Blood and Smoke in Hazarajat

Danger for the Taliban’s Favorite Victims

As the Taliban fights to make a comeback in Afghanistan, no group is in more danger than the Hazaras.  The Taliban’s favorite victims, hundreds of Hazara families froze to death while fleeing  their villages during winter attacks by the Taliban.


Hazaras work in a candy factory in Kabul, 2006


Farmers work in front of empty Buddha niches where the Taliban destroyed the Buddhas that had stood for over a thousand years in Bamiyan, Afghanistan, 2002

During its reign, the Taliban wreaked destruction and  on as many Hazara communities as they could. Scores of Hazara villages were totally destroyed and their people killed or left to search for shelter from the harsh environment of the Hindu Kush Mountains.


Bamiyan, Afghanistan, 2006

Persecuted for centuries, the Hazaras, Shiite Muslims, and protectors of the Buddhist treasures in Bamiyan for a thousand years, have been persecuted, tortured, and slaughtered, but the ravages of the Taliban are only one chapter in the long history of discrimination and abuse.


Hazara Girl, Kabul, 2002

A local official commented that their history has been characterized by “blood and smoke.”   He said that the pain is still in his heart because of the thousands that were slaughtered or died trying to escape.


Hazara School Boys, Bamiyan, 2002

Although most Hazaras live in central Afghanistan, the land they refer to as Hazarajat, the Hazaras who migrated to Kabul looking for work make up a large underclass, which takes jobs that other groups refuse – as bearers, street sweepers and other common laborers, the jobs that are referred to as “Hazara occupations.”  They are seen and insulted as “donkeys.”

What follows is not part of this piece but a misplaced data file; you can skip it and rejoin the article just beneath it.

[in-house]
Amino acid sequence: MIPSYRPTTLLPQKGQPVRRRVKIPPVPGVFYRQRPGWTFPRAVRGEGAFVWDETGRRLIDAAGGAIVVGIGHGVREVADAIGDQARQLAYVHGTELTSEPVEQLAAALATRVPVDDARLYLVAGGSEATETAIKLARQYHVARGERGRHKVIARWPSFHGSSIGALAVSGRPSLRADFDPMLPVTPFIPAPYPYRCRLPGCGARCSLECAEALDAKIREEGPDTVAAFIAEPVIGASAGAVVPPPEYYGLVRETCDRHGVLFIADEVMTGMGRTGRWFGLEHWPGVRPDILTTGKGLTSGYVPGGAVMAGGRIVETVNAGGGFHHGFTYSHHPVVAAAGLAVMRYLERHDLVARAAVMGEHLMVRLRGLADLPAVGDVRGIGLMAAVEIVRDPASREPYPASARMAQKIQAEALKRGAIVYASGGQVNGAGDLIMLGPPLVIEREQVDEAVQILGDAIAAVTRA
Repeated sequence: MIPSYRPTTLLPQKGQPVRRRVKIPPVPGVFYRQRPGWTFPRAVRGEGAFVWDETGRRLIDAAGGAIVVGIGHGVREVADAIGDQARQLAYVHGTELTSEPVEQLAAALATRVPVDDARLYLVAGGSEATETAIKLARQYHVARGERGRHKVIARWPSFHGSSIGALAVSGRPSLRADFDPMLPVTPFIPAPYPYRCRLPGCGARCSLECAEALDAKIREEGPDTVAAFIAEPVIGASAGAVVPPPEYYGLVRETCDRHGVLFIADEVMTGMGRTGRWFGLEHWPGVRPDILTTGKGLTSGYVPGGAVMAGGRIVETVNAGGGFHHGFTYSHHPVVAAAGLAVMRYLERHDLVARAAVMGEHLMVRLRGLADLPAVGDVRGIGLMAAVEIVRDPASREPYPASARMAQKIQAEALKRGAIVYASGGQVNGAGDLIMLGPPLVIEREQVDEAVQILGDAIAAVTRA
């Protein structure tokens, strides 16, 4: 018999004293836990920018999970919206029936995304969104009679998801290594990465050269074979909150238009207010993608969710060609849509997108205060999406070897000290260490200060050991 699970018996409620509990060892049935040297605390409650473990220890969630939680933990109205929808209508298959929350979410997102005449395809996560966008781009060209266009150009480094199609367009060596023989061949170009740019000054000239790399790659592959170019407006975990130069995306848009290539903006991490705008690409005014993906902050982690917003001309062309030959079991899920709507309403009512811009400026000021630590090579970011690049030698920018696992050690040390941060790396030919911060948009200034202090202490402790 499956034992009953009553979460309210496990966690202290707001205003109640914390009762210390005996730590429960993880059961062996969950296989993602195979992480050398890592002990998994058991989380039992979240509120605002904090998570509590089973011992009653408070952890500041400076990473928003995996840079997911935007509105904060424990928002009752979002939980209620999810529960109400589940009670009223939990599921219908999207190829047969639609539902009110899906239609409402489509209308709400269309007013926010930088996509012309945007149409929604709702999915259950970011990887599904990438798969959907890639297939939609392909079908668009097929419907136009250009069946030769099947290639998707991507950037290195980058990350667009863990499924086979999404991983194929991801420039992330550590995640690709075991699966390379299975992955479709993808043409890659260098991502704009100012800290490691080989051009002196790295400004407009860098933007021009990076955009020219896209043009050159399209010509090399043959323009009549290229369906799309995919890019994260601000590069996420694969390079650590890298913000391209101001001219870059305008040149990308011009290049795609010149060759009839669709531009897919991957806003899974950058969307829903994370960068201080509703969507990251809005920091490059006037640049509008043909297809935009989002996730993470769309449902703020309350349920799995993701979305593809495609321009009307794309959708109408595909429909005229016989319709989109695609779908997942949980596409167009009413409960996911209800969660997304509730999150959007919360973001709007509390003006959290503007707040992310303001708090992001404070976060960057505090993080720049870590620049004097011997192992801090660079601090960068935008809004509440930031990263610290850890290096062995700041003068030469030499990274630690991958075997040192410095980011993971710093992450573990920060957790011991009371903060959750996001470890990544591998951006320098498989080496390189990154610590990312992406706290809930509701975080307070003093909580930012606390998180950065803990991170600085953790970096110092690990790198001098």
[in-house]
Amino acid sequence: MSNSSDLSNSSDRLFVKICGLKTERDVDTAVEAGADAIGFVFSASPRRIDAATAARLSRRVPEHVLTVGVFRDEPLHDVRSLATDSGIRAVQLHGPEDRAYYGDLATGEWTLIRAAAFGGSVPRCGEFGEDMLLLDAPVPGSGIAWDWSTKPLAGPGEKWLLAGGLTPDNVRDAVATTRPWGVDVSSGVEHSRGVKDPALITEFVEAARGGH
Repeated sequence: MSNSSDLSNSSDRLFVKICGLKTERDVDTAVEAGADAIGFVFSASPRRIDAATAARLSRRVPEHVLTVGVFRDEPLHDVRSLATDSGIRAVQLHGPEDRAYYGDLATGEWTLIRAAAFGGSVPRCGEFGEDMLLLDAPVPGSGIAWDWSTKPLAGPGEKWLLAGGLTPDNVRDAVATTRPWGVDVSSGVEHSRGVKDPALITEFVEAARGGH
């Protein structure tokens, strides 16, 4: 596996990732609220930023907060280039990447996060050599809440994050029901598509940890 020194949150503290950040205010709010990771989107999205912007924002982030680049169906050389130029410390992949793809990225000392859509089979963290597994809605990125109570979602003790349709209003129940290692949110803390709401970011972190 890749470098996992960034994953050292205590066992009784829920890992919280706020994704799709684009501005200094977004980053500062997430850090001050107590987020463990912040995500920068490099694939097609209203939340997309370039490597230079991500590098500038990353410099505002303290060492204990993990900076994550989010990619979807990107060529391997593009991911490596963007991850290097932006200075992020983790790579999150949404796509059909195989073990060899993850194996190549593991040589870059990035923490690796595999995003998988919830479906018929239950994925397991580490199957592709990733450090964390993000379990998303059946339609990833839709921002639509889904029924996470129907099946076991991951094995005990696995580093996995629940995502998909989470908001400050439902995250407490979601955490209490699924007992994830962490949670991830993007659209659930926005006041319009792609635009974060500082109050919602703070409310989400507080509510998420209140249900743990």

Hazara man pulling cart past a burning house, Kabul, Afghanistan, 1985


Bamiyan, Afghanistan. 2007

His family is poor, his clothes used. But 15-year-old Ali Aqa isn’t deterred: He plans to be a lawyer. Childhood memories include Taliban occupation of his village in Bamiyan. “They burned everything, even my school,” he says. “I pray to God no regime comes like that again.

This fascinating and resilient people hopes to have a place at the table of Afghanistan’s government, but whatever happens in the central government in Kabul, these brave and independent people will continue to struggle for survival and dignity.

69 Responses to “Blood and Smoke in Hazarajat”

  1. Anonymous Says:

    Nice Blog, you kind a sink into the pictures

  2. Hello Steve,
    I am one of those Hazara kids who you met about six years ago in Dasht-e-Barchi, Kabul. You came to our house and took our photos. These photos are entirely and truly my story…
    I am a first year student at United World College – USA in New Mexico. I would like to be in touch with you and have something to share with you.
    Please, if you would like to, stay in touch with through my email address (
    Farid Noori

  3. wallpaper…

    […]Blood and Smoke in Hazarajat « Steve McCurry's Blog[…]…

  4. farah atia Says:

    hi steve,
    i m a 23 years old hazara girl and really appreciate your work. glad to see atleast there are people who still see the truth, and have guts to bring that truth in front of the world. there are really hardly a few people in the world who feel the pain of sufferers… thanks

  5. Julia Simpson Says:

    It was extremely interesting for me to read this post. Thanks for it. I like such themes and anything that is connected to them. I definitely want to read more soon.

    Julia Simpson
    exclusive escorts london

  6. Says:

    hi steve you had done a great job .i was touched by the pic childrens of war .the world should see whats going on.these r the days that they should play and study they have chosen gun rather then pen.just look their eyes which carries the hope of freedom for what they r fighting for a free country where they can leave there life with out the fear of taliban.

  7. Says: